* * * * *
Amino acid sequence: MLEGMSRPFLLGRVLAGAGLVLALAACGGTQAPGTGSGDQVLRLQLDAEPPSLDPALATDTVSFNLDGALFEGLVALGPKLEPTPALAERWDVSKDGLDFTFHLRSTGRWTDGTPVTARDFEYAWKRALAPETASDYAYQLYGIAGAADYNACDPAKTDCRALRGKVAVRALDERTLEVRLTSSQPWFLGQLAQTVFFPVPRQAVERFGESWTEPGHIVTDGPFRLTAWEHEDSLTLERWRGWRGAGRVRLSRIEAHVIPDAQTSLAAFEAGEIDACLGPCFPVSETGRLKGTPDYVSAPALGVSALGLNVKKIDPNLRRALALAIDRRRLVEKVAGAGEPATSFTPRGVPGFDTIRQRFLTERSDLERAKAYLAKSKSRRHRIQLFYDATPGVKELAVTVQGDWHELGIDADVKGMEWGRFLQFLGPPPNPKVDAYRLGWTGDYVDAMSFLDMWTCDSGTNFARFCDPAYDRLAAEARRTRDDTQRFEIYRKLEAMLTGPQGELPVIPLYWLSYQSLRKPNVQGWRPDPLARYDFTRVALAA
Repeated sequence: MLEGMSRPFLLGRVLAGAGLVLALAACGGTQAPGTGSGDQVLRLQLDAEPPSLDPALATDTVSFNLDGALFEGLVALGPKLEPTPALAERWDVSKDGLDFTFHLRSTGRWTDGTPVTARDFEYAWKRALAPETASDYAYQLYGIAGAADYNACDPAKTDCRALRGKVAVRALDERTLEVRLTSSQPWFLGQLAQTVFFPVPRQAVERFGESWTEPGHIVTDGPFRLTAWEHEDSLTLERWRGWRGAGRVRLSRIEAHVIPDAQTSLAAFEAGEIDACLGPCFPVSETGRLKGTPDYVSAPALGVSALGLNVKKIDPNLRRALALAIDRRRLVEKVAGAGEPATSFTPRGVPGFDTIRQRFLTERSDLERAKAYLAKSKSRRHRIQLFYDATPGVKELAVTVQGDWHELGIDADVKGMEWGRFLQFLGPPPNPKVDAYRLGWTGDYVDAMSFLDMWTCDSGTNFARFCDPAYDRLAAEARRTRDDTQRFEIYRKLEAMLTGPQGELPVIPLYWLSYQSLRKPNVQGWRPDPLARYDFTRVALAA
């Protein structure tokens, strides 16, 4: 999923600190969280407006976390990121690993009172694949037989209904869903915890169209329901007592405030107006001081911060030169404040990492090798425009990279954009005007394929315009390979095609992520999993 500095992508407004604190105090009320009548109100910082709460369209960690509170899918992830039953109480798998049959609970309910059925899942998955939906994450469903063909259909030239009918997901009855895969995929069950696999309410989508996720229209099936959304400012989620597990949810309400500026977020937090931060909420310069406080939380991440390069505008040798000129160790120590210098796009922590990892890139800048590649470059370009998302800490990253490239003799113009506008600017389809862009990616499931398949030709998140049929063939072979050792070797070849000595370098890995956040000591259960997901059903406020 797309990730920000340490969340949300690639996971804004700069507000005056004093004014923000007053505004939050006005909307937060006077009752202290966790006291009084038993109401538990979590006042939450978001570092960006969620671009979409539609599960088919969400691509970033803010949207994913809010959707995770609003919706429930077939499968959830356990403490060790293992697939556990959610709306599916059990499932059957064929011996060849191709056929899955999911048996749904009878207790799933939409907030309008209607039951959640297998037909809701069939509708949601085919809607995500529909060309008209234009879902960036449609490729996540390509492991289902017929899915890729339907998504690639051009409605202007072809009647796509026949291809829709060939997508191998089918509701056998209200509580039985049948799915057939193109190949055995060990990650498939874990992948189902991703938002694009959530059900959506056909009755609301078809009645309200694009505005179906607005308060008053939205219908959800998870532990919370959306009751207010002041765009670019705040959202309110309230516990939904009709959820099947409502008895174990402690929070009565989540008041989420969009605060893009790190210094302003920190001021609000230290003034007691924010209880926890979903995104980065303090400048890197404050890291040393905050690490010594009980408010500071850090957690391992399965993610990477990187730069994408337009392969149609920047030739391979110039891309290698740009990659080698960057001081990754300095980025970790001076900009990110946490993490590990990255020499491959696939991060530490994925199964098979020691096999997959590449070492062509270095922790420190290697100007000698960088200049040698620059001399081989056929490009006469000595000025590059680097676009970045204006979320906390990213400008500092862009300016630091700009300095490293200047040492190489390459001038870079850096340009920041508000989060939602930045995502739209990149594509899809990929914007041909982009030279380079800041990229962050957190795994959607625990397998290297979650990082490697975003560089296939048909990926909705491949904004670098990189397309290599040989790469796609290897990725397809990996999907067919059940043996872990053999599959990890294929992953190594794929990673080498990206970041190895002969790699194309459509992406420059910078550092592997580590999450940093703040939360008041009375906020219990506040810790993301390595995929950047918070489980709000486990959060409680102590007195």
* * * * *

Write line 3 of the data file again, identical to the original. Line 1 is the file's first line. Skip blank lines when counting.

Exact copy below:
């Protein structure tokens, strides 16, 4: 999923600190969280407006976390990121690993009172694949037989209904869903915890169209329901007592405030107006001081911060030169404040990492090798425009990279954009005007394929315009390979095609992520999993 500095992508407004604190105090009320009548109100910082709460369209960690509170899918992830039953109480798998049959609970309910059925899942998955939906994450469903063909259909030239009918997901009855895969995929069950696999309410989508996720229209099936959304400012989620597990949810309400500026977020937090931060909420310069406080939380991440390069505008040798000129160790120590210098796009922590990892890139800048590649470059370009998302800490990253490239003799113009506008600017389809862009990616499931398949030709998140049929063939072979050792070797070849000595370098890995956040000591259960997901059903406020 797309990730920000340490969340949300690639996971804004700069507000005056004093004014923000007053505004939050006005909307937060006077009752202290966790006291009084038993109401538990979590006042939450978001570092960006969620671009979409539609599960088919969400691509970033803010949207994913809010959707995770609003919706429930077939499968959830356990403490060790293992697939556990959610709306599916059990499932059957064929011996060849191709056929899955999911048996749904009878207790799933939409907030309008209607039951959640297998037909809701069939509708949601085919809607995500529909060309008209234009879902960036449609490729996540390509492991289902017929899915890729339907998504690639051009409605202007072809009647796509026949291809829709060939997508191998089918509701056998209200509580039985049948799915057939193109190949055995060990990650498939874990992948189902991703938002694009959530059900959506056909009755609301078809009645309200694009505005179906607005308060008053939205219908959800998870532990919370959306009751207010002041765009670019705040959202309110309230516990939904009709959820099947409502008895174990402690929070009565989540008041989420969009605060893009790190210094302003920190001021609000230290003034007691924010209880926890979903995104980065303090400048890197404050890291040393905050690490010594009980408010500071850090957690391992399965993610990477990187730069994408337009392969149609920047030739391979110039891309290698740009990659080698960057001081990754300095980025970790001076900009990110946490993490590990990255020499491959696939991060530490994925199964098979020691096999997959590449070492062509270095922790420190290697100007000698960088200049040698620059001399081989056929490009006469000595000025590059680097676009970045204006979320906390990213400008500092862009300016630091700009300095490293200047040492190489390459001038870079850096340009920041508000989060939602930045995502739209990149594509899809990929914007041909982009030279380079800041990229962050957190795994959607625990397998290297979650990082490697975003560089296939048909990926909705491949904004670098990189397309290599040989790469796609290897990725397809990996999907067919059940043996872990053999599959990890294929992953190594794929990673080498990206970041190895002969790699194309459509992406420059910078550092592997580590999450940093703040939360008041009375906020219990506040810790993301390595995929950047918070489980709000486990959060409680102590007195």